U.S., Europe Airlines Urge Higher Costs for Aircraft Subsidies
U.S. and European airlines are urging their governments to increase the cost of aircraft subsidies that they said give competitors in other nations an advantage in buying from Boeing Co. and Airbus SAS.
The 24 carriers, including Delta Air Lines Inc. and British Airways Plc, said premiums and fees must be set so that government export credits aren’t cheaper than bank financing. They also called for limits on the number of aircraft eligible for subsidies to 20 percent of all deliveries.
“A level playing field for all airlines” is needed, James May, president of the Air Transport Association trade group, told Treasury Secretary Timothy Geithner in a letter released today. “There should be fair access, sensible pricing.”
Carriers from the U.S., U.K., Germany, Spain and France are seeking to curb export subsidies that let rivals such as Air India and Korean Air Lines Co. gain cheaper aircraft financing. The airlines are seeking to influence talks at Paris-based Organization for Economic Cooperation and Development, which represents 33 nations and helps coordinate policies.
May, whose U.S. group represents carriers including United Continental Holdings Inc. and AMR Corp.’s American Airlines, included in his letter a “statement of common principles” backed by 15 U.S. airlines and nine European carriers. The group said last week European carriers would also share the principles with their governments.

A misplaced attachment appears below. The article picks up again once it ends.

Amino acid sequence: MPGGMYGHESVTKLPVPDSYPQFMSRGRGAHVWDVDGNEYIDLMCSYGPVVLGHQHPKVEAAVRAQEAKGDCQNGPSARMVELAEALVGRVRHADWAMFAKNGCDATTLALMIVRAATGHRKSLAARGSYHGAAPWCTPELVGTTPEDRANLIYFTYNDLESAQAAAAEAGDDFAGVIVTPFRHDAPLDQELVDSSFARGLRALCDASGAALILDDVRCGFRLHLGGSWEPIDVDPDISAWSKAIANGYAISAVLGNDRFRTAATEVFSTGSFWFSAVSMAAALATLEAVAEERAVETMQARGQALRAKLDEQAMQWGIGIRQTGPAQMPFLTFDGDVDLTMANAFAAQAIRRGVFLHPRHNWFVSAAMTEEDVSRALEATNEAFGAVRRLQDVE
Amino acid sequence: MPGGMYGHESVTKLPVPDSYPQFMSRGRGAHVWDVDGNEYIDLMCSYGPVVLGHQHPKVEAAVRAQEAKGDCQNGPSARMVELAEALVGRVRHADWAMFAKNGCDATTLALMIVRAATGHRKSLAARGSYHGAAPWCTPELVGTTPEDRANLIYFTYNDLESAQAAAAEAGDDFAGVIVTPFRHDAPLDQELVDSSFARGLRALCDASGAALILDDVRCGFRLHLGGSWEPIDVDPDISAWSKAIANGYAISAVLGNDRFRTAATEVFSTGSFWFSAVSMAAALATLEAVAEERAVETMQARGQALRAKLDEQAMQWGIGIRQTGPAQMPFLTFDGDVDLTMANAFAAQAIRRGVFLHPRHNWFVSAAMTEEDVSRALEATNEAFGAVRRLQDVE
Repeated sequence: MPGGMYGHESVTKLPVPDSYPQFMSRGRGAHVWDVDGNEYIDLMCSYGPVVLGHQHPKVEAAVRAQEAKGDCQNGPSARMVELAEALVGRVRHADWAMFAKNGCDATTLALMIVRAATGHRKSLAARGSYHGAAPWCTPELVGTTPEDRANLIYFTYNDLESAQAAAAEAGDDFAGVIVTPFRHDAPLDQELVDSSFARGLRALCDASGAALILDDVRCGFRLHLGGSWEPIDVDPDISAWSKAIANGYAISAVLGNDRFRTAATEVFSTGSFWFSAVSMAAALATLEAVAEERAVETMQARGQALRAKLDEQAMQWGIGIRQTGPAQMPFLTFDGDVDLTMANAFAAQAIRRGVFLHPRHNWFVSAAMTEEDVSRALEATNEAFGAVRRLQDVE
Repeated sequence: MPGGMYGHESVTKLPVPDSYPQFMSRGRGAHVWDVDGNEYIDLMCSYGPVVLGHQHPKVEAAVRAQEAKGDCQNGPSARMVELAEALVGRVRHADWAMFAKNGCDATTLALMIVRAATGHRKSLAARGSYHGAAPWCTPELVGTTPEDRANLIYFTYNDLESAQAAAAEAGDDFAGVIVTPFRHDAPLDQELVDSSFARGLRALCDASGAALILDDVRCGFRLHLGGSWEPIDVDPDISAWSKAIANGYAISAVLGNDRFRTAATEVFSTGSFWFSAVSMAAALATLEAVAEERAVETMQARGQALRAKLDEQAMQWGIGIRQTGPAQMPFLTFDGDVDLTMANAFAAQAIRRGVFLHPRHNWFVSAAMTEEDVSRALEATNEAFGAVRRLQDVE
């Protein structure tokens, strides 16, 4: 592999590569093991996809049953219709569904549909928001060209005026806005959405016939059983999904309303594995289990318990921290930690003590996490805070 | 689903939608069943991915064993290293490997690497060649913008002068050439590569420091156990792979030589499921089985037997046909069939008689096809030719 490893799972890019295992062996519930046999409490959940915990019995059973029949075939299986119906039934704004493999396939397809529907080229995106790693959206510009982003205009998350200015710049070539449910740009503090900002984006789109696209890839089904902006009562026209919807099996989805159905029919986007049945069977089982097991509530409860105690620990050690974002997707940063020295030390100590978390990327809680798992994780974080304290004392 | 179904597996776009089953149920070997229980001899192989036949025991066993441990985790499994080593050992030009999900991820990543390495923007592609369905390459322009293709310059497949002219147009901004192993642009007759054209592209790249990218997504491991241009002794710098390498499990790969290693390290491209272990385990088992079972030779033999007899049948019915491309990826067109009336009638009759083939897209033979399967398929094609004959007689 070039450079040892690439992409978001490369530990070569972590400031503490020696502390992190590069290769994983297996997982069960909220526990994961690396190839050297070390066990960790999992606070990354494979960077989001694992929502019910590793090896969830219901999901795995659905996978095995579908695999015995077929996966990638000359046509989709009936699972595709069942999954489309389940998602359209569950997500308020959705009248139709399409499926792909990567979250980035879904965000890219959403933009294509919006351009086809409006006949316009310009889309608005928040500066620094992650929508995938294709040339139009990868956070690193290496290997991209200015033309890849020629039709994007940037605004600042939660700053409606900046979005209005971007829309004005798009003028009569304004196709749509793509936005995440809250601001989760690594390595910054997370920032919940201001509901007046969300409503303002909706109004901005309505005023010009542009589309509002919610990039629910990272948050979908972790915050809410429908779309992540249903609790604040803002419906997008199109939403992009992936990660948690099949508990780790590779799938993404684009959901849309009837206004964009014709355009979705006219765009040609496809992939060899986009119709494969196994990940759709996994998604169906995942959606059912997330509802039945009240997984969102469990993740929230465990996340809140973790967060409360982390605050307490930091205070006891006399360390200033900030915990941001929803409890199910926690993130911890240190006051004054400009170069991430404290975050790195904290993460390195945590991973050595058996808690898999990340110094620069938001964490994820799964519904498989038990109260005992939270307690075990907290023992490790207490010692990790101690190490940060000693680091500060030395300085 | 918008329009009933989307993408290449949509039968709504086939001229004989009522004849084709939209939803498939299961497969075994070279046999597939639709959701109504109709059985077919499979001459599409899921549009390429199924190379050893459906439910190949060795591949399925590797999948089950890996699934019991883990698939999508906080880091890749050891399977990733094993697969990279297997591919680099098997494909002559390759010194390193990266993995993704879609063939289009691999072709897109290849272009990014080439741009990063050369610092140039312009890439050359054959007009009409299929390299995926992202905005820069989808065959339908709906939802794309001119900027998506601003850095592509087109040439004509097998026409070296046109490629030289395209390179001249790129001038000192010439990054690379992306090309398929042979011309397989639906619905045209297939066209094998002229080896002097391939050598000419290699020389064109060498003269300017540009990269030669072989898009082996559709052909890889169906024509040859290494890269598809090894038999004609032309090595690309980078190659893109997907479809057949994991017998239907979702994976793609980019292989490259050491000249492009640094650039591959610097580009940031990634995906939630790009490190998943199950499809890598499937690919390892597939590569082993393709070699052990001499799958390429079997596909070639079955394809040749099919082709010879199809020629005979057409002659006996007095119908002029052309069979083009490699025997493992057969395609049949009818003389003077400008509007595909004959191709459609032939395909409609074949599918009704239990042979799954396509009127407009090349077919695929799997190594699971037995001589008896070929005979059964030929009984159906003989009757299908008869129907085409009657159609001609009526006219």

In addition to fees, volume limits and a “level playing field,” the carriers called for public disclosure of terms, lower loan-to-value ratios, and limiting financings to countries that lack access to commercial markets.
Airlines in nations where Airbus or Boeing planes are made aren’t eligible for export subsidies. The Export-Import Bank, the U.S. agency that subsidizes exports of goods and services, gave almost two-thirds of long-term loan guarantees, or almost $10 billion, to Chicago-based Boeing in fiscal 2007 and 2008, the Pew Charitable Trusts found in a study last year.
A study commissioned by the Air Transport Association showed that eight of the top 10 overseas airlines benefiting from the loan guarantees serve U.S. markets, including Air India, Dubai-based Emirates Airline, Korean Air Lines Co. and WestJet Airlines Ltd. of Canada.
The study by LECG LLC found that financing guaranteed by the Export-Import Bank helped Emirates achieve a 3.47 percent interest rate in the purchase of three Boeing 777-300 aircraft, while Delta paid a 9.5 percent rate for three Boeing 777-200LRs.
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